Now let's run a report again. Go into GEMS and run the totals report. Here's what it looks like now:


Now, the above example is for a simple race using just one precinct. If you run a detail report, you'll see that the precinct report pulls the untampered data, while the totals report pulls the tampered data. This would allow a precinct to pass a spot check.


Detailed Examination Of Diebold GEMS Voting Machine Security ( Part 2)


At least a dozen full installation versions of the GEMS program were available on the Diebold ftp site. The manual, also available on the ftp site, tells that the default password in a new installation is "GEMSUSER." Anyone who downloaded and installed GEMS can bypass the passwords in elections. In this examination, we installed GEMS, clicked "new" and made a test election, then closed it and opened the same file in Microsoft Access.

One finds where they store the passwords by clicking the "Operator" table.

Anyone can copy an encrypted password from there, go to an election database, and paste it into that.

Example: Cobb County Election file

One can overwrite the "admin" password with another, copied from another GEMS installation. It will appear encrypted; no worries, just cut and paste. In this example, we saved the old "admin" password so we could replace it later and delete the evidence that we'd been there. An intruder can grant himself administrative privileges by putting zeros in the other boxes, following the example in "admin."


How many people can gain access? A sociable election hacker can give all his friends access to the database too! In this case, they were added in a test GEMS installation and copied into the Cobb County Microsoft Access file. It encrypted each password as a different character string, however, all the passwords are the same word: "password." Password replacement can also be done directly in Access. To assess how tightly controlled the election files really are, we added 50 of our friends; so far, we haven't found a limit to how many people can be granted access to the election database.


Using this simple way to bypass password security, an intruder, or an insider, can enter GEMS programs and play with election databases to their heart's content.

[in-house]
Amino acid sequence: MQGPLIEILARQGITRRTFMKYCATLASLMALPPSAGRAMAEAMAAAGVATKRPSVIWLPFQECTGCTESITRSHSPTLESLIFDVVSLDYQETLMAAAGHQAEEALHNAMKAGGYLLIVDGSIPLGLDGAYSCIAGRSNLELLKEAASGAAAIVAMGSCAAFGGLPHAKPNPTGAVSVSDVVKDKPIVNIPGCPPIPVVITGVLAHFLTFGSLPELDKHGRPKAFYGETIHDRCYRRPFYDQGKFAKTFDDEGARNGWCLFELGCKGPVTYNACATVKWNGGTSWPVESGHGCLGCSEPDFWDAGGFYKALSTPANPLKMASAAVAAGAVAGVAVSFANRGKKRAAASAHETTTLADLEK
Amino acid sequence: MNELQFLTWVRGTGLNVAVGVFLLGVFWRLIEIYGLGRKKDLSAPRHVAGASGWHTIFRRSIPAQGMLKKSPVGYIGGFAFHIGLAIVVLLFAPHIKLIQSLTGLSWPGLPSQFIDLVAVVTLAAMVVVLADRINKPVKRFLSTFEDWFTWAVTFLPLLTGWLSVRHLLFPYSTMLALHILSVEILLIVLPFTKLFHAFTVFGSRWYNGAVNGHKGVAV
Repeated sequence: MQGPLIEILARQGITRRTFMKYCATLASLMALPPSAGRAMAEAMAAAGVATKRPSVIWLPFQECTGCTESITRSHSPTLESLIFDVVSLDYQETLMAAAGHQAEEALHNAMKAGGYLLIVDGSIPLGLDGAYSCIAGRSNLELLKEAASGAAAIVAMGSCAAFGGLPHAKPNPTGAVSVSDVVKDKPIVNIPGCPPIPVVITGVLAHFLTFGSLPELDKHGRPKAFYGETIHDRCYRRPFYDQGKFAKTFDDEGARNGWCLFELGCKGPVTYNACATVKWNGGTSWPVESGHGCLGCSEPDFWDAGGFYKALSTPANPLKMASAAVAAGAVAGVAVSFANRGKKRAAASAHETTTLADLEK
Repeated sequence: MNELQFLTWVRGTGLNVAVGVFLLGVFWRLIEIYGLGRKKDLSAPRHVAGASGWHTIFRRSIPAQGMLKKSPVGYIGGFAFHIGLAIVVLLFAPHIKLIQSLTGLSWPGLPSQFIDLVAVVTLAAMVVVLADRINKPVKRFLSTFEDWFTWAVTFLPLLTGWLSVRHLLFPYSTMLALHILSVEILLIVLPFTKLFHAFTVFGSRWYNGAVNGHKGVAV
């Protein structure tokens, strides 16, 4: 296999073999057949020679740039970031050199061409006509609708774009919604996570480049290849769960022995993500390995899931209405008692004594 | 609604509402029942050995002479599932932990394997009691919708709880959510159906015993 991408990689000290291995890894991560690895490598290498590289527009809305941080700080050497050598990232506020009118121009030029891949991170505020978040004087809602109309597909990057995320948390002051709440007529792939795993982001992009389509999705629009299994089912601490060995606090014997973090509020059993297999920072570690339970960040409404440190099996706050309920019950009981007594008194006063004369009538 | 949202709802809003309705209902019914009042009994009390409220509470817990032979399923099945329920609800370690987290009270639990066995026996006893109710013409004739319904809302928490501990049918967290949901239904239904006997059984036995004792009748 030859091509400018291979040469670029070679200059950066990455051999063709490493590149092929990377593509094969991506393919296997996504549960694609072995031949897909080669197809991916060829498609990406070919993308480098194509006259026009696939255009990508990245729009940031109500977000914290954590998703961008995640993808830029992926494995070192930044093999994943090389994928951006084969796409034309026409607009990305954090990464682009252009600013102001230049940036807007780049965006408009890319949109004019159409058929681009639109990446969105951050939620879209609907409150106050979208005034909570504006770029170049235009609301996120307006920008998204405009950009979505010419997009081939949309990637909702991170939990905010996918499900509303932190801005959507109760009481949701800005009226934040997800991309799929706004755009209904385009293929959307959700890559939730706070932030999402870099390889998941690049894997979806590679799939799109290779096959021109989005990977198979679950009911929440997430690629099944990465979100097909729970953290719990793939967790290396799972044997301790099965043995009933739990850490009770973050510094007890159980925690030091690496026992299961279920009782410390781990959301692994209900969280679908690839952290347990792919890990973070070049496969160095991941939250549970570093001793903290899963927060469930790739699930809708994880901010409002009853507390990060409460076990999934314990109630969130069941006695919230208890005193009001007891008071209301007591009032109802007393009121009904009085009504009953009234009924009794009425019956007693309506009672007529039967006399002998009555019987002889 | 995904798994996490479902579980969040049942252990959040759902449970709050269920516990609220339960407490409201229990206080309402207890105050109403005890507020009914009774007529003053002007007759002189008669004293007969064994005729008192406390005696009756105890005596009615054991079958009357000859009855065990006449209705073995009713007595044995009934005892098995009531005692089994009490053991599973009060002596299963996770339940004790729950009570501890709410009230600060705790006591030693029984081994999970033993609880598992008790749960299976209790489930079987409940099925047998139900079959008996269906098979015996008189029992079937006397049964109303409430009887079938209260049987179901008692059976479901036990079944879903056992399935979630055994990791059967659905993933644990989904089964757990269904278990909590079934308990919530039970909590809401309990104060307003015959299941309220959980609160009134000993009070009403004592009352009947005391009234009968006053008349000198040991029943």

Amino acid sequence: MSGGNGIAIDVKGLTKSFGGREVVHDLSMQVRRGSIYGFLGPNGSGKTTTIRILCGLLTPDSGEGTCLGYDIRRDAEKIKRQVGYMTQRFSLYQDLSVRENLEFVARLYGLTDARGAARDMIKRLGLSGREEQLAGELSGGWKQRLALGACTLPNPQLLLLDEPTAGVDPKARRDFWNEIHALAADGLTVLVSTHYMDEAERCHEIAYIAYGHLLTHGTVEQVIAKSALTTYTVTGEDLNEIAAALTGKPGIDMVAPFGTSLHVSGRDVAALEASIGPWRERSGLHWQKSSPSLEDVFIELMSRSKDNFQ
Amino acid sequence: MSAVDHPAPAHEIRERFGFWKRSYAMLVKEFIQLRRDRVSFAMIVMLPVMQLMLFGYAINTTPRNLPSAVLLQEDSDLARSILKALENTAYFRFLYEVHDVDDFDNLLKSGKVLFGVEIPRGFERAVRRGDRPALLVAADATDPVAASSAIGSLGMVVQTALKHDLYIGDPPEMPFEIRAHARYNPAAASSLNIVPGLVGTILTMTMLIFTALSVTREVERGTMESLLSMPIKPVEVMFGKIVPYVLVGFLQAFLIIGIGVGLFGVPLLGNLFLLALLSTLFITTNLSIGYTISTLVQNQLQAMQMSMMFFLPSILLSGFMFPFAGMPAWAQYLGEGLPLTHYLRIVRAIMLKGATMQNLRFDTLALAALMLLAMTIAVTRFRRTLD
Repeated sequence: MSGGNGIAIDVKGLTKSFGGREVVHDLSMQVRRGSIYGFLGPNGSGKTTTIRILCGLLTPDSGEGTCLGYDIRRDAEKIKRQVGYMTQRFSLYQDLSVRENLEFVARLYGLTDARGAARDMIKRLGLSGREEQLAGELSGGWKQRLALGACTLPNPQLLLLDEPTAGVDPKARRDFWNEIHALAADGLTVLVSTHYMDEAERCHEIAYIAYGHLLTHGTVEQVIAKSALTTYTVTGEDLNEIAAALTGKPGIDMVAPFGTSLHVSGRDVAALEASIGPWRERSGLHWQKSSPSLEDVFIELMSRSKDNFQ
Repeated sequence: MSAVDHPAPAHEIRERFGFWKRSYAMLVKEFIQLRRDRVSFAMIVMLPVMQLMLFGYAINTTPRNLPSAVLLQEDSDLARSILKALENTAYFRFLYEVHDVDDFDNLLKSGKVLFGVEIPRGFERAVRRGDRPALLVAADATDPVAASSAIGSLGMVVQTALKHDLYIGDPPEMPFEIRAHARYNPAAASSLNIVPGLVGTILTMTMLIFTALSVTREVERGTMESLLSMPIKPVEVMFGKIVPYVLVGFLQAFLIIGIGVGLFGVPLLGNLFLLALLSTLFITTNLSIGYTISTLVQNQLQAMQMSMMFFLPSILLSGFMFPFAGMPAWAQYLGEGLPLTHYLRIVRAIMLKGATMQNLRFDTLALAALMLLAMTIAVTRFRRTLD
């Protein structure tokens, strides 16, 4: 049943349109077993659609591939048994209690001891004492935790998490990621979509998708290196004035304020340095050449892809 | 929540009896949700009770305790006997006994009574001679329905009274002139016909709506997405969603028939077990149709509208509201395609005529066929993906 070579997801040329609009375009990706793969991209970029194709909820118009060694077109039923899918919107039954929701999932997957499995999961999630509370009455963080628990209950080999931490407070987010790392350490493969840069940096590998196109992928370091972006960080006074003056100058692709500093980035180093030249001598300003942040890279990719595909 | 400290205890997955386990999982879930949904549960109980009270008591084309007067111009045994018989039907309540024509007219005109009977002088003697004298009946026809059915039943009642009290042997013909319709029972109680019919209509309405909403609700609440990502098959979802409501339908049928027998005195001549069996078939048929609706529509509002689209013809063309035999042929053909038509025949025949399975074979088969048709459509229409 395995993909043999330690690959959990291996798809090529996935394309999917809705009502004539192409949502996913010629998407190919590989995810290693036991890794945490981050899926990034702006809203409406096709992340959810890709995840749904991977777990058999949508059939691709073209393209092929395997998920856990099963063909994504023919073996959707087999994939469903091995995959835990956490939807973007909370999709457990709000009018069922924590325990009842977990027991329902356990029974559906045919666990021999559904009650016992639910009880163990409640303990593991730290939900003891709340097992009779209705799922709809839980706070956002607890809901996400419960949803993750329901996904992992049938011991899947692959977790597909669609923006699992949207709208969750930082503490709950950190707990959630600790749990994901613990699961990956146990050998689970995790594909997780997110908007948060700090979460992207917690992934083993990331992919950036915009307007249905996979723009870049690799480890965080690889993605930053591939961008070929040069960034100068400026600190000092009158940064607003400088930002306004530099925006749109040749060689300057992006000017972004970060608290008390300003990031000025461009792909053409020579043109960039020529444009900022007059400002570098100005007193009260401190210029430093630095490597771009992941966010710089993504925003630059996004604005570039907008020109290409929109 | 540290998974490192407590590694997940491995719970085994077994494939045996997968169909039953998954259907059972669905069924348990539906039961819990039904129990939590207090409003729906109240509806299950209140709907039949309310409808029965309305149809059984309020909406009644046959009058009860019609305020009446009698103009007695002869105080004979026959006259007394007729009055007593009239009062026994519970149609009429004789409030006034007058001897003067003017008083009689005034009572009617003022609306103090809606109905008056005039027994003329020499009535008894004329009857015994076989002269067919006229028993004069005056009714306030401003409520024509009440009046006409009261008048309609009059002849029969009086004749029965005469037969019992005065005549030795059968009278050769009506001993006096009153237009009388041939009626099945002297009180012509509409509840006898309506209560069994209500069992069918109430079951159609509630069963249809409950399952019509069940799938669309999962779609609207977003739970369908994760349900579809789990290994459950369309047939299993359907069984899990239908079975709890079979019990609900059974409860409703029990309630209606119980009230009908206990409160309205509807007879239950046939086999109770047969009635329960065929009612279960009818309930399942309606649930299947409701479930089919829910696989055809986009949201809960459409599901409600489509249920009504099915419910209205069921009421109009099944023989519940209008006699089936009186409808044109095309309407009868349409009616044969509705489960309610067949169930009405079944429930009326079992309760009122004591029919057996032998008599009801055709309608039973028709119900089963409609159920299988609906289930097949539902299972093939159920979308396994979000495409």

Detailed Examination Of Diebold GEMS Voting Machine Security ( Part 3)


Britain J. Williams, Ph.D., is the official voting machine certifier for the state of Georgia, and he sits on the committee that decides how voting machines will be tested and evaluated. Here's what he had to say about the security of Diebold voting machines, in a letter dated April 23, 2003:

"Computer System Security Features: The computer portion of the election system contains features that facilitate overall security of the election system. Primary among these features is a comprehensive set of audit data. For transactions that occur on the system, a record is made of the nature of the transaction, the time of the transaction, and the person that initiated the transaction. This record is written to the audit log. If an incident occurs on the system, this audit log allows an investigator to reconstruct the sequence of events that occurred surrounding the incident.

In addition, passwords are used to limit access to the system to authorized personnel." Since Dr. Williams listed the audit data as the primary security feature, we decided to find out how hard it is to alter the audit log.

Here is a copy of a GEMS audit report.


Note that a user by the name of "Evildoer" was added. Evildoer performed various functions, including running reports to check his vote-rigging work, but only some of his activities showed up on the audit log.